You can wax lyrical about how your product is the best product ever until the cows come home, but if you don’t mention how exactly it will benefit your customer, chances are they’ll bounce out of your email pretty soon. As you’re drafting your email copy, a good question you should keep asking yourself throughout is, “what’s in it for them?”
If it’s short, it’s sweet
This is in regards to:
And overall length
You may love Tolkien-esque, five-page long descriptions of a single tree, but it’s unlikely your subscribers do (at least when it comes to emails). The stats are in, and they confirm that the majority of online content is scanned and skimmed at best.
In a study, Dejan Marketing found that one in five people read web content word for word, while the majority scan, skip, and only read key items of interest. This is why short scannable copy is key. Make it easy for your reader to find what you promised in the subject line of your email and bring it all together with a nice prominent CTA button.
Proofread, proofread, proofread
While typos getting through to content published on your website or blog is never ideal, at least you have the option of editing it later. With email newsletters there is no such option; once it’s out there, it’s out there. So make sure to read through it carefully, and get another pair of eyes on it if you can.
You want your newsletters to me memorable, and imagery and video can play a large part in that. However, using too many can make your newsletter look cluttered and also render it unopenable. Try only to go for images that are relevant and will enhance your message. Be sure to compress them as much as possible.
If you want to include video, rather than embedding it in a email itself, include a thumbnail from the video with a link it to where the video is hosted. Not all email clients support video, so this is a good compromise: you’ll be able to provide video content without sacrificing the look of your newsletter.
If you aren’t extending your now-stellar copywriting skills to your subject line, you’re missing an opportunity. The first thing your subscriber is going to see of your email is the subject line. Sure, it’s what’s inside that counts, but if your subscriber isn’t engaged enough to bother opening your email, then what’s the point? Here are some essential tips for composing an openable subject line.
Like with body copy, it’s best to err on the side of shorter… but not too short. Stats on this tend to be contentious, but do point towards shorter (but not too short!) being better:
According to Mail Chimp there is no statistical link between length and email opens
According to Return Path, subject lines between 61-70 characters have the highest read rates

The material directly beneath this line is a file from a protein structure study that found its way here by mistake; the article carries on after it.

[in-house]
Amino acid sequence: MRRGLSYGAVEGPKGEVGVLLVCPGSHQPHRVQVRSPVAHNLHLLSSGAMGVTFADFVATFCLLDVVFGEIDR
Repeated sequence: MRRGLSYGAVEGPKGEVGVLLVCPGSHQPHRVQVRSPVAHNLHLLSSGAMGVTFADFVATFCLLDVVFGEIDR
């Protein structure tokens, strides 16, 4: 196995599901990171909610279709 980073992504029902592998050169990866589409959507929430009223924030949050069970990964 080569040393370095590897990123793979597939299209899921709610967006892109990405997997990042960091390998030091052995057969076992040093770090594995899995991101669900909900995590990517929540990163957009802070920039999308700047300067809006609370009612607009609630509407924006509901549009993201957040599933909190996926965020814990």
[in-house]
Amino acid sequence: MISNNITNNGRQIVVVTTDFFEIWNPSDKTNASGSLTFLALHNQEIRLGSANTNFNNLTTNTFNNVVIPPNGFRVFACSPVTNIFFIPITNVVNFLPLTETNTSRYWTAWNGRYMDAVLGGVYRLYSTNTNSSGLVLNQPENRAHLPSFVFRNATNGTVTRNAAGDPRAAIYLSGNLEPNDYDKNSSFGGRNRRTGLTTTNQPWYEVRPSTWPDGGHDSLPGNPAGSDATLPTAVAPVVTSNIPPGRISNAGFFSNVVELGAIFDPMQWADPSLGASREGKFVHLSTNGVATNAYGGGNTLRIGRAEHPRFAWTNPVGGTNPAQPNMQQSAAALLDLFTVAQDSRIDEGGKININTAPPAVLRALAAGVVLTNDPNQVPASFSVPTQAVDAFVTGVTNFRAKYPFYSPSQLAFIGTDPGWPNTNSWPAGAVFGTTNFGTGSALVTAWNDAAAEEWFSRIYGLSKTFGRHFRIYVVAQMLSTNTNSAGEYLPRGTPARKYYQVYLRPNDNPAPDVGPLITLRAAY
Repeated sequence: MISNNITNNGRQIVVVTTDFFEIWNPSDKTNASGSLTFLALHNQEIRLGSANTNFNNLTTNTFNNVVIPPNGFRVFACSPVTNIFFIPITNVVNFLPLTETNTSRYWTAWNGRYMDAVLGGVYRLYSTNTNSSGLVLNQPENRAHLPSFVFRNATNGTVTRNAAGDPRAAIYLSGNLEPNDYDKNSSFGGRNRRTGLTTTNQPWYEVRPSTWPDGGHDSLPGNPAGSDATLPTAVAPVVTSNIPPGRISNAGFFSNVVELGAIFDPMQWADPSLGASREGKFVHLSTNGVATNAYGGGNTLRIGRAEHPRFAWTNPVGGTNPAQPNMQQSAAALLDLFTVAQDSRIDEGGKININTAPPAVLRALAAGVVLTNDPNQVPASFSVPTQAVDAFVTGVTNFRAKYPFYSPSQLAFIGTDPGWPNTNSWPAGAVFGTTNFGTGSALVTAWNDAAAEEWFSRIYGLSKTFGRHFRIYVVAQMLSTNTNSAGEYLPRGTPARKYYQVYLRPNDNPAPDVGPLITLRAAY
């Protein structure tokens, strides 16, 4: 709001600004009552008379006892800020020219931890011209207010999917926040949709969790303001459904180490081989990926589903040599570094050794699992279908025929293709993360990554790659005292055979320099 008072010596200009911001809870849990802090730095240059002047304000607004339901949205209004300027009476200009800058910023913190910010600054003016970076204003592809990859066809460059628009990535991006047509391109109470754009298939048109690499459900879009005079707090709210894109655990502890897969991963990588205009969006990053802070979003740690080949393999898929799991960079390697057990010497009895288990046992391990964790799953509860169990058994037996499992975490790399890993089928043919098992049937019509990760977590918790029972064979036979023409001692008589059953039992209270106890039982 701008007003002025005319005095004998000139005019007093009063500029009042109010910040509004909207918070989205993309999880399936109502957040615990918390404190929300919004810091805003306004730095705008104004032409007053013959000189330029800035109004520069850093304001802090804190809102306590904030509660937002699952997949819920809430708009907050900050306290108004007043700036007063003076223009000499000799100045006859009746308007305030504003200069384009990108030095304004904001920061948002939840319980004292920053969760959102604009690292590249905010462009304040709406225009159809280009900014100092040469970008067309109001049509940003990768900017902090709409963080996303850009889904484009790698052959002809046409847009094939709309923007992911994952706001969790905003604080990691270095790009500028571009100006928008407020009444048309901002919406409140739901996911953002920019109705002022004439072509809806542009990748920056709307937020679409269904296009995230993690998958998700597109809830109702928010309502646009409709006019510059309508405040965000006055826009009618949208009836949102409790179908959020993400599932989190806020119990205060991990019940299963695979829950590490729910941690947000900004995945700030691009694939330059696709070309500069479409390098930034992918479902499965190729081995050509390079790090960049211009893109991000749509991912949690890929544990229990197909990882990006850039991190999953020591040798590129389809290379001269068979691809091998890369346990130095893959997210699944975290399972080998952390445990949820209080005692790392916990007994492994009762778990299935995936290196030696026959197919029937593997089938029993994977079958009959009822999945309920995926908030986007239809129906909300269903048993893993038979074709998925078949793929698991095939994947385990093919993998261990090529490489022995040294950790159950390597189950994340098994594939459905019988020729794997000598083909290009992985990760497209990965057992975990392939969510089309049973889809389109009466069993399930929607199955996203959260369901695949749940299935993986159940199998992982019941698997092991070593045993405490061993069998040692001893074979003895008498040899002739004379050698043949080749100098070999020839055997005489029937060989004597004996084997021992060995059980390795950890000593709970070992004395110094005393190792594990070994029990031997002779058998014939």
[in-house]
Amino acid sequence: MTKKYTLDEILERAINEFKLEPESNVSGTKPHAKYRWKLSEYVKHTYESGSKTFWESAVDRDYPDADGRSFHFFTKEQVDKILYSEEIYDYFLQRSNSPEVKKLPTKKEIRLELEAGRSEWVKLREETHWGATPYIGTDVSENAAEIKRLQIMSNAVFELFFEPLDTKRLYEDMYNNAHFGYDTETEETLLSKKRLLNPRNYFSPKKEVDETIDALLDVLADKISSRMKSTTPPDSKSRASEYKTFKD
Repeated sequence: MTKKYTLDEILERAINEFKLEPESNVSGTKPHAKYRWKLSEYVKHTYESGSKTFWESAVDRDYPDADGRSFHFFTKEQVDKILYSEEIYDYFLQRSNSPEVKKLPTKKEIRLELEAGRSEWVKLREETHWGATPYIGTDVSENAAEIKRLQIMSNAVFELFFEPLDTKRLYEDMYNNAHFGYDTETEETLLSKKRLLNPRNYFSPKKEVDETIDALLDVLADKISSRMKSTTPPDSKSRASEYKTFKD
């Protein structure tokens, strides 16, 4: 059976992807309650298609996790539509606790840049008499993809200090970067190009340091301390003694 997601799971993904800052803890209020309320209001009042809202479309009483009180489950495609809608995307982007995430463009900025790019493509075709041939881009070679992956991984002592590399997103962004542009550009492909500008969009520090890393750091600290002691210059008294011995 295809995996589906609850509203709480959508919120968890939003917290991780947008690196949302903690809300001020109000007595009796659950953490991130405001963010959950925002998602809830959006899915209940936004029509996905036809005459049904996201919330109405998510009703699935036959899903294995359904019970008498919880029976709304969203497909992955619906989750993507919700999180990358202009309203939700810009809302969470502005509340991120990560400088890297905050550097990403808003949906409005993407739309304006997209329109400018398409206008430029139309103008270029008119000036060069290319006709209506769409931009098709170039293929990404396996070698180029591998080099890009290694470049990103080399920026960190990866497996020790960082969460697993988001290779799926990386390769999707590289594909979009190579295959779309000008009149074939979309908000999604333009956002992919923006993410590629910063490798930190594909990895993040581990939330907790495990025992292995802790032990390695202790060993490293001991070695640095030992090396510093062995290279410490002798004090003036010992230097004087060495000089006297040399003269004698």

According to Yes Lifecycle Marketing shorter subject lines (between 1 and 20 characters) had the highest average open rates, while longer subject lines (61+ characters) had higher open rates than medium-length subject lines (21-60 characters)
What this basically suggests is that length is just one of the factors that will encourage a subscriber to open an email. When it comes to mobile optimization concerns, subject lines tend to cut off on smartphone email inboxes if they’re too long, so that’s also something you should bear in mind.
Intrigue and engage
The question, “What makes a subject line clickable?” is not all that different to “How long is a piece of string?” This will be dependent on your audience, ultimately. You’ll probably go through a lot of trial and error before happening upon the kind of subject line that gets your emails opened.
We’ll talk more about testing a little later, but for now, here are some tips that could help make your subject line more interesting:
How you use any of these will be dependent on your main audience. Certain kinds jokes and pop culture references won’t elicit the same response from Millennials as an older demographic, so the group you are targeting inside out really is key. And remember to always keep the subject line relevant to what’s in your email! Clickable ≠ clickbait.
Sometimes keeping it straightforward is key. Sometimes all you might need is one word. Just make sure that in trying to make your subject line witty and unique, it doesn’t become too obscure.
Keep keeping it personal
What we said earlier applies here, too. Hopefully your name is in there as the sender. Also use your customer’s name in the subject line, just like friends would. You could also include something about their location, if it’s relevant. But try to show a little restraint when getting personal, you definitely don’t want to come across as creepy.